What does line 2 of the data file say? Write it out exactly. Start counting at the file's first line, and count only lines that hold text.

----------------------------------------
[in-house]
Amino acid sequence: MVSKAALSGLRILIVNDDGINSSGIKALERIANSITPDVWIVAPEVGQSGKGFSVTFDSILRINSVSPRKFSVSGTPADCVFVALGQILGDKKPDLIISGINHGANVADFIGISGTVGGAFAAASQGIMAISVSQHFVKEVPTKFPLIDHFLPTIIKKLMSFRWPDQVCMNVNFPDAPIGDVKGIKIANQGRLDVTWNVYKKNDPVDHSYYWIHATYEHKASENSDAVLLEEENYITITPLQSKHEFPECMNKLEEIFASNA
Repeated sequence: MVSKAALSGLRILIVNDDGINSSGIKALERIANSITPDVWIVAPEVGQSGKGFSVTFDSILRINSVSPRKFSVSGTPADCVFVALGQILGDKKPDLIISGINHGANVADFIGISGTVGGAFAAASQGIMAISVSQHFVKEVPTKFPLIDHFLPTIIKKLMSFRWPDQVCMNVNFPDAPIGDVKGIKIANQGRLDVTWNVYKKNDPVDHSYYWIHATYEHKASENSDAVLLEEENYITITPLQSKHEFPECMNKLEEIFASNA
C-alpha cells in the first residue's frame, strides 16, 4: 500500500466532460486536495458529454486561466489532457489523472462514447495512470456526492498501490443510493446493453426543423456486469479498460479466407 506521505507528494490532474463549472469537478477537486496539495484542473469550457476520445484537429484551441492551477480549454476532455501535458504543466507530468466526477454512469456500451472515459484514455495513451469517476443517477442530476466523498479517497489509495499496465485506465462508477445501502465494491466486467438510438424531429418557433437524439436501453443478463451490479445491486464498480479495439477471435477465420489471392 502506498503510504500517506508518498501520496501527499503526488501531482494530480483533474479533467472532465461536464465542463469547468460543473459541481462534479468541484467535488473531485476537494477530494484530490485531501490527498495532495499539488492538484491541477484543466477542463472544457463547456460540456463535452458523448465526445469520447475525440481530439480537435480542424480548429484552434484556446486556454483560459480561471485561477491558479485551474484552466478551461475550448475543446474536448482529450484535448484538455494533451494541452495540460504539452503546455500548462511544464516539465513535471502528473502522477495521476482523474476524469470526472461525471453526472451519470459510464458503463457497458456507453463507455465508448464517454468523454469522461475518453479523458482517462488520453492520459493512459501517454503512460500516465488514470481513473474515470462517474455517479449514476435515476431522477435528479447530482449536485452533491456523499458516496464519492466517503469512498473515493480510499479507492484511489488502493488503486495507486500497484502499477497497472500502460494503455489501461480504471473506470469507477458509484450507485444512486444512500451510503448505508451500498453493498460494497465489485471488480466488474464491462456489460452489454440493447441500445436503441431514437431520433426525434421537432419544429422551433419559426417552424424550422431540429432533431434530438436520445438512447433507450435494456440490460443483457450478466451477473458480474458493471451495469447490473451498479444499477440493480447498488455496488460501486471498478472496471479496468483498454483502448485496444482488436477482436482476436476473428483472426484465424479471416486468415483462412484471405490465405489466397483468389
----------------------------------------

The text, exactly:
Amino acid sequence: MVSKAALSGLRILIVNDDGINSSGIKALERIANSITPDVWIVAPEVGQSGKGFSVTFDSILRINSVSPRKFSVSGTPADCVFVALGQILGDKKPDLIISGINHGANVADFIGISGTVGGAFAAASQGIMAISVSQHFVKEVPTKFPLIDHFLPTIIKKLMSFRWPDQVCMNVNFPDAPIGDVKGIKIANQGRLDVTWNVYKKNDPVDHSYYWIHATYEHKASENSDAVLLEEENYITITPLQSKHEFPECMNKLEEIFASNA